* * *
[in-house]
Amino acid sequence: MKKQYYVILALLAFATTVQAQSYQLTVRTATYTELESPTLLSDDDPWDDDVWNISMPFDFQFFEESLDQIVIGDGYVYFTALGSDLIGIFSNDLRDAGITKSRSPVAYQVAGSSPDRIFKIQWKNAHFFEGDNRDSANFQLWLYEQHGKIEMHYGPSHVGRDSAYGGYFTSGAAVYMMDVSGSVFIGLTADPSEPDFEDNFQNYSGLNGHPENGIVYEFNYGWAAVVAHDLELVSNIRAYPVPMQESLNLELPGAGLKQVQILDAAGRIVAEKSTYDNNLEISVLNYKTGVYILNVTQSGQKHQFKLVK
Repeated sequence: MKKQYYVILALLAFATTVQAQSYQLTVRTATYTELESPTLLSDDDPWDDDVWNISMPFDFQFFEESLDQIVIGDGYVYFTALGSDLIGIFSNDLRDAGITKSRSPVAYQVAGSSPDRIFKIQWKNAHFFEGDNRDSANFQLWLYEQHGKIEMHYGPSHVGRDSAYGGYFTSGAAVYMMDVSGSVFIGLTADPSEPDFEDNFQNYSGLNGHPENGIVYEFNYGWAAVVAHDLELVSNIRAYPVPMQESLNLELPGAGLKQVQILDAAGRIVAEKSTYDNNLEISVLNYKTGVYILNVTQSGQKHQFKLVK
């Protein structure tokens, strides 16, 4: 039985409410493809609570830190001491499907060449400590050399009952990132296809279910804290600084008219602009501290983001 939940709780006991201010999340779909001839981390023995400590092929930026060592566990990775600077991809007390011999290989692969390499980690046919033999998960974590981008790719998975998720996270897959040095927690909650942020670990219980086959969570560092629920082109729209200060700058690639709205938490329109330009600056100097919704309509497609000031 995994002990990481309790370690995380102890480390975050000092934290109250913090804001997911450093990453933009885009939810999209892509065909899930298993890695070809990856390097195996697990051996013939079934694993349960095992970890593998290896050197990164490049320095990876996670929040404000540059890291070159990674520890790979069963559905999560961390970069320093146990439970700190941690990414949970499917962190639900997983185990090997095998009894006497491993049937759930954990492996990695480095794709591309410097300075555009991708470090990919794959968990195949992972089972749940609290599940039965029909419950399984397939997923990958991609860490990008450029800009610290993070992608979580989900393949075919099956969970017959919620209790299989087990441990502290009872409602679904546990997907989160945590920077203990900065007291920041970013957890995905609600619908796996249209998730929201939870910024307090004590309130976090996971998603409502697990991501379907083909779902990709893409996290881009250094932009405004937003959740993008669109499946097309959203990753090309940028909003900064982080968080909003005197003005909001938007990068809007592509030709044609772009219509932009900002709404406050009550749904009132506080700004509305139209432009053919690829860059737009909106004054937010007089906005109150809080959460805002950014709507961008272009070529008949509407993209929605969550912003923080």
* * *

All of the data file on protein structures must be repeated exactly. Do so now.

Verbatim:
[in-house]
Amino acid sequence: MKKQYYVILALLAFATTVQAQSYQLTVRTATYTELESPTLLSDDDPWDDDVWNISMPFDFQFFEESLDQIVIGDGYVYFTALGSDLIGIFSNDLRDAGITKSRSPVAYQVAGSSPDRIFKIQWKNAHFFEGDNRDSANFQLWLYEQHGKIEMHYGPSHVGRDSAYGGYFTSGAAVYMMDVSGSVFIGLTADPSEPDFEDNFQNYSGLNGHPENGIVYEFNYGWAAVVAHDLELVSNIRAYPVPMQESLNLELPGAGLKQVQILDAAGRIVAEKSTYDNNLEISVLNYKTGVYILNVTQSGQKHQFKLVK
Repeated sequence: MKKQYYVILALLAFATTVQAQSYQLTVRTATYTELESPTLLSDDDPWDDDVWNISMPFDFQFFEESLDQIVIGDGYVYFTALGSDLIGIFSNDLRDAGITKSRSPVAYQVAGSSPDRIFKIQWKNAHFFEGDNRDSANFQLWLYEQHGKIEMHYGPSHVGRDSAYGGYFTSGAAVYMMDVSGSVFIGLTADPSEPDFEDNFQNYSGLNGHPENGIVYEFNYGWAAVVAHDLELVSNIRAYPVPMQESLNLELPGAGLKQVQILDAAGRIVAEKSTYDNNLEISVLNYKTGVYILNVTQSGQKHQFKLVK
């Protein structure tokens, strides 16, 4: 039985409410493809609570830190001491499907060449400590050399009952990132296809279910804290600084008219602009501290983001 939940709780006991201010999340779909001839981390023995400590092929930026060592566990990775600077991809007390011999290989692969390499980690046919033999998960974590981008790719998975998720996270897959040095927690909650942020670990219980086959969570560092629920082109729209200060700058690639709205938490329109330009600056100097919704309509497609000031 995994002990990481309790370690995380102890480390975050000092934290109250913090804001997911450093990453933009885009939810999209892509065909899930298993890695070809990856390097195996697990051996013939079934694993349960095992970890593998290896050197990164490049320095990876996670929040404000540059890291070159990674520890790979069963559905999560961390970069320093146990439970700190941690990414949970499917962190639900997983185990090997095998009894006497491993049937759930954990492996990695480095794709591309410097300075555009991708470090990919794959968990195949992972089972749940609290599940039965029909419950399984397939997923990958991609860490990008450029800009610290993070992608979580989900393949075919099956969970017959919620209790299989087990441990502290009872409602679904546990997907989160945590920077203990900065007291920041970013957890995905609600619908796996249209998730929201939870910024307090004590309130976090996971998603409502697990991501379907083909779902990709893409996290881009250094932009405004937003959740993008669109499946097309959203990753090309940028909003900064982080968080909003005197003005909001938007990068809007592509030709044609772009219509932009900002709404406050009550749904009132506080700004509305139209432009053919690829860059737009909106004054937010007089906005109150809080959460805002950014709507961008272009070529008949509407993209929605969550912003923080």